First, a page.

By The Canadian Press February 5, 2013 

Data recovered from a ferry that sank off the coast of B.C. seven years ago, killing two passengers, depicts a routine voyage until the ship missed a scheduled turn and sailed straight into an island, a crew member’s criminal negligence trial heard Tuesday. 

An expert witness took Karl Lilgert’s trial through data recorded by the ship’s electronic chart system, which the court heard is akin to the ferry’s “black box,” recording the ship’s location, speed and information about any other vessels in the area. 

Lilgert is charged with criminal negligence causing the deaths of two passengers, Gerald Foisy and Shirley Rosette, who haven’t been seen since the Queen of the North passenger ferry sank in the early hours of March 22, 2006. Lilgert has pleaded not guilty. 

Lee Alexander, who teaches at the University of New Hampshire and is an expert in electronic marine navigation, was asked by the RCMP to analyze data from the ferry’s electronic chart system. 

The data was stored on a hard drive recovered by a robotic submarine, which was sent several hundred metres below the ocean surface to the sunken ship.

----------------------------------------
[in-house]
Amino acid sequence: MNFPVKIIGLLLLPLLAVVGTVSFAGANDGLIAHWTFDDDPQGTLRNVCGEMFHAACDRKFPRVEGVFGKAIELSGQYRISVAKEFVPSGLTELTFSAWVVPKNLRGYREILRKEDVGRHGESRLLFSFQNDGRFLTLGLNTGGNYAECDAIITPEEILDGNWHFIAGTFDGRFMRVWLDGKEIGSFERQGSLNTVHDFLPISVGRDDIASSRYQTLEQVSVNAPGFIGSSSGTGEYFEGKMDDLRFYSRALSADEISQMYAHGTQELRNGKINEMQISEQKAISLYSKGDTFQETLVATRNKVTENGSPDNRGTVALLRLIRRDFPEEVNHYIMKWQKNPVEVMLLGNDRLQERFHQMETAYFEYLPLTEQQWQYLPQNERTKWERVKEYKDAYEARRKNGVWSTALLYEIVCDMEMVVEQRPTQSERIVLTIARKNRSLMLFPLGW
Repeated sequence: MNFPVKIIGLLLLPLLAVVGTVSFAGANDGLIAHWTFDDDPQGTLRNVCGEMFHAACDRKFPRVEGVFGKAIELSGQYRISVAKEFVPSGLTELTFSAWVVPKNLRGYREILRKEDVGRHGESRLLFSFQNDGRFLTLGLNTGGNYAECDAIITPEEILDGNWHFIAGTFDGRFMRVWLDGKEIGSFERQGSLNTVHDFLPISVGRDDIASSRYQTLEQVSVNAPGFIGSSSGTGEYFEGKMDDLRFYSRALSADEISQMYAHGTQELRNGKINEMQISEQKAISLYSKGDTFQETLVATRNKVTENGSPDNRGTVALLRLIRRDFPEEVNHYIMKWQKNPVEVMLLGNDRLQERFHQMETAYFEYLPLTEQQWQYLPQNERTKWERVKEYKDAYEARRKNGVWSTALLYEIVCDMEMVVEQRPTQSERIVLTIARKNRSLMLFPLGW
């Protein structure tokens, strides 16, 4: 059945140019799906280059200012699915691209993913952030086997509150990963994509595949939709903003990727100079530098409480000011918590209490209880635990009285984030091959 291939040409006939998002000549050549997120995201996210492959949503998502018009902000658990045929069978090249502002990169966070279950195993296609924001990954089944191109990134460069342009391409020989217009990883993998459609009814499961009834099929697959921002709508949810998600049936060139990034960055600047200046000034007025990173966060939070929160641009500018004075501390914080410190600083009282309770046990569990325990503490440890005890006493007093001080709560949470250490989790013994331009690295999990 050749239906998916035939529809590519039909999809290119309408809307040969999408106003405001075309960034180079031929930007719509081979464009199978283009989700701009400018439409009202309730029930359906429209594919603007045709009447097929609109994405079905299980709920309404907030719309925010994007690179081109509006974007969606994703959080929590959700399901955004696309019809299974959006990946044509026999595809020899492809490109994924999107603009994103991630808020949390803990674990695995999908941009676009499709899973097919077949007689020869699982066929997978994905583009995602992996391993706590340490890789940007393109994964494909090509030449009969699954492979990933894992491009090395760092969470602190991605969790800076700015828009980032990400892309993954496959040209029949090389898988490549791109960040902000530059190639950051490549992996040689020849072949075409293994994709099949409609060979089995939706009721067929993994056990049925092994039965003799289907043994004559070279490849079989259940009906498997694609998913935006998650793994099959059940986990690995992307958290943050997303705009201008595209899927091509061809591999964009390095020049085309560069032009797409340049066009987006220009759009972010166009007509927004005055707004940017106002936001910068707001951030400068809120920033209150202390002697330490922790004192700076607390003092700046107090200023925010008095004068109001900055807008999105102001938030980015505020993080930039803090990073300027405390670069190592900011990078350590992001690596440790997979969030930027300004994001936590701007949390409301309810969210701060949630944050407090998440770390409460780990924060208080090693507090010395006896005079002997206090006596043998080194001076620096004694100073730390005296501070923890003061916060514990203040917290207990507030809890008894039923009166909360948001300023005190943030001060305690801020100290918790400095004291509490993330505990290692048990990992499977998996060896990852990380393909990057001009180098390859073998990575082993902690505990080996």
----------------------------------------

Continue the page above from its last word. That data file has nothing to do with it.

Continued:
Alexander said the electronic chart system collects information from instruments such as GPS and radar to plot the ship’s position on digital marine charts. That information is displayed on a screen located in the ship’s bridge and is recorded so it can be reviewed later. 

Alexander reviewed that data numerous times. He said the only thing that appeared out of the ordinary during the sailing was a single missed course alteration, which occurred shortly after midnight as the ferry entered Wright Sound after passing through a narrow strait known as Grenville Channel. 

“The first part of the voyage is fairly routine, nothing unusual,” said Alexander. 

“As the vessel approached midnight, there should have been a turn. This did not occur and the vessel proceeded on a straight course to Gil Island.”